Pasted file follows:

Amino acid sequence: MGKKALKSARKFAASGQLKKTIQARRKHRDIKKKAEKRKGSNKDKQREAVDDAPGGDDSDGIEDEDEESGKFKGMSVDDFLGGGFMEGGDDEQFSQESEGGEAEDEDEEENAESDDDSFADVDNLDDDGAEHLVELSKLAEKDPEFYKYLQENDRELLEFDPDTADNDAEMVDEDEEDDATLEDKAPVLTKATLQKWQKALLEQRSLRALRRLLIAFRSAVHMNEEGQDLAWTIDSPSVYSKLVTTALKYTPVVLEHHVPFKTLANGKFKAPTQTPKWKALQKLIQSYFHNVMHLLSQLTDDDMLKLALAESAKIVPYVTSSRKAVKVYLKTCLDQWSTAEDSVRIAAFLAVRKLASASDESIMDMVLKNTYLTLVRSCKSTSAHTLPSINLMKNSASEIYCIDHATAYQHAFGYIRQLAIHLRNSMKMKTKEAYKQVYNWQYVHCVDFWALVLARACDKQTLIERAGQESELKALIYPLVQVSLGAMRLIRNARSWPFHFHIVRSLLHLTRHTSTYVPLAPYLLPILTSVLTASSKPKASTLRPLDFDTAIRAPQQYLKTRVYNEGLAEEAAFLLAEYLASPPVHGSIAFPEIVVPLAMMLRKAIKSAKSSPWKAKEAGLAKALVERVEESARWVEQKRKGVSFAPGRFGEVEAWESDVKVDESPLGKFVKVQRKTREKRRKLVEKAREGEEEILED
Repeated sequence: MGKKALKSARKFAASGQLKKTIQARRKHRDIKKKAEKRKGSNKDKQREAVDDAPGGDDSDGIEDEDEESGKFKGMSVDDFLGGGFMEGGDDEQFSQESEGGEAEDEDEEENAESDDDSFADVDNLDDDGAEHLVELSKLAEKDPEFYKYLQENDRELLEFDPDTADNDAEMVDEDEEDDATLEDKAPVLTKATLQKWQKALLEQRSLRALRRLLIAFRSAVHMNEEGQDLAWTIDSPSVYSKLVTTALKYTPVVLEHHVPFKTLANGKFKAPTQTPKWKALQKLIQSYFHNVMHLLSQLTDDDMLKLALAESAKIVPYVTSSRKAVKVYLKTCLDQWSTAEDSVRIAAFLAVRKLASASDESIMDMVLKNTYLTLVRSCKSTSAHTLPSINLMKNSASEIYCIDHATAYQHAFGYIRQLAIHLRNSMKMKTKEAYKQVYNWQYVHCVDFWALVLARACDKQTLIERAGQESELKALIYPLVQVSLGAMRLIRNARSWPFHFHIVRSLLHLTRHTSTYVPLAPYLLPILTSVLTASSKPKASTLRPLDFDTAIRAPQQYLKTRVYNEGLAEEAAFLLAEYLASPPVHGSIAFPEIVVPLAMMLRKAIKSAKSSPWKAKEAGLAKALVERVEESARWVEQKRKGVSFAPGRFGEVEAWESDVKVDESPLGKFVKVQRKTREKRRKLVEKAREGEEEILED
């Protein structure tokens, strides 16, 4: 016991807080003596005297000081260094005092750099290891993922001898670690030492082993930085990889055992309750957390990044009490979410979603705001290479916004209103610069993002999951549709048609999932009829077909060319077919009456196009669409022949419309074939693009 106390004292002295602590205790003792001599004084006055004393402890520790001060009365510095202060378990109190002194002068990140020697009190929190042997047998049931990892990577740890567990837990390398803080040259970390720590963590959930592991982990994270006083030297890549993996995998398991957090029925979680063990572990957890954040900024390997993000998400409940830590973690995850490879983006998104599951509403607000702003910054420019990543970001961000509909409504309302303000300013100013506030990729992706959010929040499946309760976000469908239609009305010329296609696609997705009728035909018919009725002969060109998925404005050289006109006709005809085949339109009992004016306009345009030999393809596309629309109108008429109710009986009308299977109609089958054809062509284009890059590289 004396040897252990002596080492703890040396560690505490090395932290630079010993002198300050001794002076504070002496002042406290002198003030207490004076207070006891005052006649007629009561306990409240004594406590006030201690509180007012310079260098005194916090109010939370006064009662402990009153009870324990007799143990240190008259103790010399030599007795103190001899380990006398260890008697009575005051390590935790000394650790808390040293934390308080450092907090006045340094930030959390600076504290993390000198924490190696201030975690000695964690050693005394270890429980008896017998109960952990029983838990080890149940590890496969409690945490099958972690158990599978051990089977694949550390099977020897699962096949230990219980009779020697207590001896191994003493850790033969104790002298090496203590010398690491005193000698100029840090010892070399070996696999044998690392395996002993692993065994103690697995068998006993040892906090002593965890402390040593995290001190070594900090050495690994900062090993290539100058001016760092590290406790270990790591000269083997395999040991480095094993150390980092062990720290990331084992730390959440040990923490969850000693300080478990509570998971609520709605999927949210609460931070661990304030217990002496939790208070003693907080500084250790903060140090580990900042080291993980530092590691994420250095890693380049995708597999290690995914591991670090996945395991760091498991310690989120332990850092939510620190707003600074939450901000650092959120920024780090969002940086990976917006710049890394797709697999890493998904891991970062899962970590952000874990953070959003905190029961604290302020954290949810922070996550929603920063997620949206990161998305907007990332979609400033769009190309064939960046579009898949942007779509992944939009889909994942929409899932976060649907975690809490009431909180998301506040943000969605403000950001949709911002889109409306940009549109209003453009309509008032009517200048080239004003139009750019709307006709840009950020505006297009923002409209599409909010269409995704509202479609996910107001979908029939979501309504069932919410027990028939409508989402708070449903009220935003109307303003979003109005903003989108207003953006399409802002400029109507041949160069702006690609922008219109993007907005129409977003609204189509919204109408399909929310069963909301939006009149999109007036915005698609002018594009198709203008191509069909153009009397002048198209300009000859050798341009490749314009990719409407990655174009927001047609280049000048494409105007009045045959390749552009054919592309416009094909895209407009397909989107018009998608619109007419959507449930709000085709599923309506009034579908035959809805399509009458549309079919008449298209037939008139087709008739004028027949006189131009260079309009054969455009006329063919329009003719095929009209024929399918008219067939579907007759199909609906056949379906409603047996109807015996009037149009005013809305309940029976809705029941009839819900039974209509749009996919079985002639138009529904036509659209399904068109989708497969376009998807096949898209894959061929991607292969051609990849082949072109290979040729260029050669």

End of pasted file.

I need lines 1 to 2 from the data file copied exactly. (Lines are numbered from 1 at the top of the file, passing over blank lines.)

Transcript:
Amino acid sequence: MGKKALKSARKFAASGQLKKTIQARRKHRDIKKKAEKRKGSNKDKQREAVDDAPGGDDSDGIEDEDEESGKFKGMSVDDFLGGGFMEGGDDEQFSQESEGGEAEDEDEEENAESDDDSFADVDNLDDDGAEHLVELSKLAEKDPEFYKYLQENDRELLEFDPDTADNDAEMVDEDEEDDATLEDKAPVLTKATLQKWQKALLEQRSLRALRRLLIAFRSAVHMNEEGQDLAWTIDSPSVYSKLVTTALKYTPVVLEHHVPFKTLANGKFKAPTQTPKWKALQKLIQSYFHNVMHLLSQLTDDDMLKLALAESAKIVPYVTSSRKAVKVYLKTCLDQWSTAEDSVRIAAFLAVRKLASASDESIMDMVLKNTYLTLVRSCKSTSAHTLPSINLMKNSASEIYCIDHATAYQHAFGYIRQLAIHLRNSMKMKTKEAYKQVYNWQYVHCVDFWALVLARACDKQTLIERAGQESELKALIYPLVQVSLGAMRLIRNARSWPFHFHIVRSLLHLTRHTSTYVPLAPYLLPILTSVLTASSKPKASTLRPLDFDTAIRAPQQYLKTRVYNEGLAEEAAFLLAEYLASPPVHGSIAFPEIVVPLAMMLRKAIKSAKSSPWKAKEAGLAKALVERVEESARWVEQKRKGVSFAPGRFGEVEAWESDVKVDESPLGKFVKVQRKTREKRRKLVEKAREGEEEILED
Repeated sequence: MGKKALKSARKFAASGQLKKTIQARRKHRDIKKKAEKRKGSNKDKQREAVDDAPGGDDSDGIEDEDEESGKFKGMSVDDFLGGGFMEGGDDEQFSQESEGGEAEDEDEEENAESDDDSFADVDNLDDDGAEHLVELSKLAEKDPEFYKYLQENDRELLEFDPDTADNDAEMVDEDEEDDATLEDKAPVLTKATLQKWQKALLEQRSLRALRRLLIAFRSAVHMNEEGQDLAWTIDSPSVYSKLVTTALKYTPVVLEHHVPFKTLANGKFKAPTQTPKWKALQKLIQSYFHNVMHLLSQLTDDDMLKLALAESAKIVPYVTSSRKAVKVYLKTCLDQWSTAEDSVRIAAFLAVRKLASASDESIMDMVLKNTYLTLVRSCKSTSAHTLPSINLMKNSASEIYCIDHATAYQHAFGYIRQLAIHLRNSMKMKTKEAYKQVYNWQYVHCVDFWALVLARACDKQTLIERAGQESELKALIYPLVQVSLGAMRLIRNARSWPFHFHIVRSLLHLTRHTSTYVPLAPYLLPILTSVLTASSKPKASTLRPLDFDTAIRAPQQYLKTRVYNEGLAEEAAFLLAEYLASPPVHGSIAFPEIVVPLAMMLRKAIKSAKSSPWKAKEAGLAKALVERVEESARWVEQKRKGVSFAPGRFGEVEAWESDVKVDESPLGKFVKVQRKTREKRRKLVEKAREGEEEILED